London: Kerby and Son, . Item #03963
A Very Attractive 'Mid-Twenties' Inlaid Binding by Bayntun of Bath
[BAYNTUN OF BATH, binders]. PARDOE, [Julia], Miss. CRUIKSHANK, George, illustrator. Lady Arabella: or The Adventures of a Doll. Illustrated by George Cruikshank. London: Kerby and Son., .
First edition. Small octavo (6 5/8 x 5 inches; 168 x 126 mm.). Half-title, Title Page, 88 pp. With four hand colored etchings by George Cruikshank.
Bound ca. 1925 by Bayntun of Bath (stamp-signed in gilt on front turn-in). Full forest green crushed levant morocco. Covers ruled and decoratively bordered in gilt, front cover with a fine scene inlaid in blind and various colored morocco, taken from the color plate facing page 62. Spine with five raised bands decoratively tooled and lettered in gilt in compartments, gilt board-edges, wide decorative gilt turn-ins, all edges gilt, green marbled paper liners and end-leaves. Minimal darkening of spine. A very fine example.
Julia Pardoe (1806-1862), was an English poet, novelist, historian and traveler. She was born at Beverley, Yorkshire, and showed an early interest in literature. She became a prolific and versatile writer, producing in addition to her lively and well-written novels many books on travel, and others dealing with historical subjects. She was a keen observer, and her travel to the East gave her an accurate and deep knowledge of the peoples and manners of the East. To modern readers she is probably best known for her books on her travels in Turkey, which are some of the earliest works by a woman on this area. In 1836 she traveled to Constantinople with her father, Major Thomas Pardoe. This voyage inspired her book The City of the Sultan (1836). Later she collaborated with the artist William Henry Bartlett to produce The Beauties of the Bosphorus (1839), an illustrated account of Constantinople. Lady Arabella; or The Adventures of a Doll would appear to have been her only children's book.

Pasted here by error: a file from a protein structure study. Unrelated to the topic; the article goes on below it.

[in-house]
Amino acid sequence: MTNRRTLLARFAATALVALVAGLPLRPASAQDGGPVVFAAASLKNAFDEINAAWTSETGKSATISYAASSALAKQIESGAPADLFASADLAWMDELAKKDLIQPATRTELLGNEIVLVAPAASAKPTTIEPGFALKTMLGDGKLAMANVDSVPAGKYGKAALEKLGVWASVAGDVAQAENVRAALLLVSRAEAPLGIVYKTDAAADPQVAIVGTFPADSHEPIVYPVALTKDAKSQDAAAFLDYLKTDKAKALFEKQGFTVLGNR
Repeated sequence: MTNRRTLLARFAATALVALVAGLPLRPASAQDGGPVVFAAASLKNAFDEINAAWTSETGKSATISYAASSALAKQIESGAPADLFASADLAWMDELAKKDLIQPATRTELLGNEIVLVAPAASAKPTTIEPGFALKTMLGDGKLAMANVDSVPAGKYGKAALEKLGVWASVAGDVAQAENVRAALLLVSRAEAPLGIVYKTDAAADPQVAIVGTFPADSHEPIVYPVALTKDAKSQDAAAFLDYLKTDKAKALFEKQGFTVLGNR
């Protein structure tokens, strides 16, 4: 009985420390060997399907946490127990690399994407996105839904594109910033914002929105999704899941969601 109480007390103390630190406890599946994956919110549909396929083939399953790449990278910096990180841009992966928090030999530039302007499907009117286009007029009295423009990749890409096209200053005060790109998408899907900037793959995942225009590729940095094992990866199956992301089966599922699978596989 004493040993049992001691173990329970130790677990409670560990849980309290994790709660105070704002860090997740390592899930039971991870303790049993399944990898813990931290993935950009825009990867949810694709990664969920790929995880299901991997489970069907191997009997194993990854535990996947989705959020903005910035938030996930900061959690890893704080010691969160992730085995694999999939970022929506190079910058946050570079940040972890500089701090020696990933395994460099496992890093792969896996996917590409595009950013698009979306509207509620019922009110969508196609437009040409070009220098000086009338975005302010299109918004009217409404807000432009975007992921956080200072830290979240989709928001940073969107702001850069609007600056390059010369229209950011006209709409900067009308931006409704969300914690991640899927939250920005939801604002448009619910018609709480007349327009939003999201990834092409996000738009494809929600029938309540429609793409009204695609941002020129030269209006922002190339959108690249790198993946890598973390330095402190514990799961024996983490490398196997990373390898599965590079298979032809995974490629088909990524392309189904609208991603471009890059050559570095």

George Cruikshank (1792-1878) was a British caricaturist and book illustrator, praised as the "modern Hogarth" during his life. His book illustrations for his friend Charles Dickens, and many other authors, reached an international audience.